Susan Ritchie

Year of graduation: 2016

Current employer: Cornwall Partnership NHS Foundation Trust

Current job title: Rotational Occupational Therapist

Current location: Cornwall

“The range of assessment methods at the University provided me with the opportunity to develop a wide range of skills that I am now applying to my personal development.”

Tell us about your career path since graduation.

I secured a role as a Rotational Occupational Therapists at the Cornwall Partnership NHS Foundation Trust the summer I graduated.

How has your degree helped/influenced your career path?

As a mature student who has worked in a range of health roles, I decided that occupational therapy was the path for me because I have always enjoyed working with people of different ages in different settings. The profession’s holistic approach to treating the whole person, their mental, physical, and social wellbeing, enables them to reach their full potential. Occupational therapist services are delivered in a range of settings and across all age groups. Although I have just begun my career path, one interest I had not expected to gain during my studies was the desire to be involved in research; this, I hope, will increase the presence of occupational therapists in health promotion, an area in which I would like to be working in the future.

What is the most difficult thing which you have faced in your career?

Joining the occupational therapy rotation will provide me with the opportunity to gain experience in a range of services; however, alongside this it presents me with the difficulty of documentation and report writing (not my strongest area). My present post is in a community adult learning disability team, which is an amazing team – although the report writing is about as complex as it gets. This vulnerable client group need detailed client centred reports/plans that inform their care teams on how to provide support to achieve their full potential.

What is the best, most exciting or fun thing that you have done in your career?

I have only been employed for a short time, but while I was at university I produced a poster as part of one of my modules. The focus was health promotion and I have now presented the poster at two conferences. At the 3rd #CountMeIn! Scientific Meeting: Supporting Children's Participation, it was commended; this was a great confidence builder (as I was still a student at the time).

Imagine you were about to start university again - with the benefit of hindsight - what would you now tell yourself to have done differently?

Sometimes I wish I had thought about doing a degree a few years earlier, although life is full of swings and roundabouts. I have four amazing children (the youngest of which is now 15) and a husband who has been by my side through tears, happiness, chocolate, and wine whilst I was studying. Now I am able to concentrate on a career that I am passionate about.

What advice would you give to anyone wanting to get in to the same line of work?

Spend some time working with people, children, or adults in any occupation that gives you contact time because here you can begin to develop vital people skills. Be open-minded to where occupational therapy could take your career path; we work with such diverse groups of people, who knows where you may end up working. Therefore, think of everything you do as a learning opportunity.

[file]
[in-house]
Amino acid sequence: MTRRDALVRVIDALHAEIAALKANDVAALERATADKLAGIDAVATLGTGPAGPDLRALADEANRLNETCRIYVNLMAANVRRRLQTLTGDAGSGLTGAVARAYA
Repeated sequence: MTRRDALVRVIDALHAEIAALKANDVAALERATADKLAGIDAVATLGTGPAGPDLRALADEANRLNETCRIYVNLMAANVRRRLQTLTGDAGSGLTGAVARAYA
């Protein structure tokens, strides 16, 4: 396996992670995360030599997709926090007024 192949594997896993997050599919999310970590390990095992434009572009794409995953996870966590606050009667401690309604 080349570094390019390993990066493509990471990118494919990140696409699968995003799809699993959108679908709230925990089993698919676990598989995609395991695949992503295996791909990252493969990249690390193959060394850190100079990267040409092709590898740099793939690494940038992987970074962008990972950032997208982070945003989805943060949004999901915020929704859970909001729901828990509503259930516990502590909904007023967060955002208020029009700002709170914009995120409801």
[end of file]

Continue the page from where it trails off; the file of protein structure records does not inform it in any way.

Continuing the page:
How did studying at Plymouth help you?

The range of assessment methods at the University provided me with the opportunity to develop a wide range of skills that I am now applying to my personal development – presenting posters at conferences and to my peers and doing research to present to my occupational therapy team are just two examples. Having a personal tutor who took the time to get to know me and support me when I struggled with my studies was also great.

What lessons/skills did you gain from your course?

The skill of being able to conduct research, which is of vital importance to my professional development, will be useful when demonstrating the role of occupational therapy in the ‘health and wellbeing of today’s citizens and future generations’ (College of Occupational Therapists 2016).

Did you undertake a placement during your degree and if so, how did this benefit you?

Placements are a great learning experience, where theory and practice become entwined.

Do you stay in touch with other University alumni or lecturers?

Yes, several of the lectures had a significant impact on me personally and upon my studies as they believed in me when I doubted myself; they gave me the confidence that I may, in the future, spend time doing some research.  

Would you recommend undertaking a course with the University, and why?

Yes, the teaching styles and assessment methods are so varied that they prepare you well for work by providing you with a range of skills.

Is there anything else which you would like to share with our current students?

Create a balance in your life; leave yourself time to get your assignments done and to develop good research skills, as it will save you so much time. Utilise the library and learn how to search data bases, not just journals.

Inspired by this story?

For more information about studying Occupational Therapy, please visit our BSc (Hons) Occupational Therapy page. For more information about our range of courses within the School of Health Professions, please visit the school page

Want to find similar alumni?

If you would like to find out what other relevant alumni are currently doing, please visit the health and social work interest area.

MSc Occupational Therapy - research in this area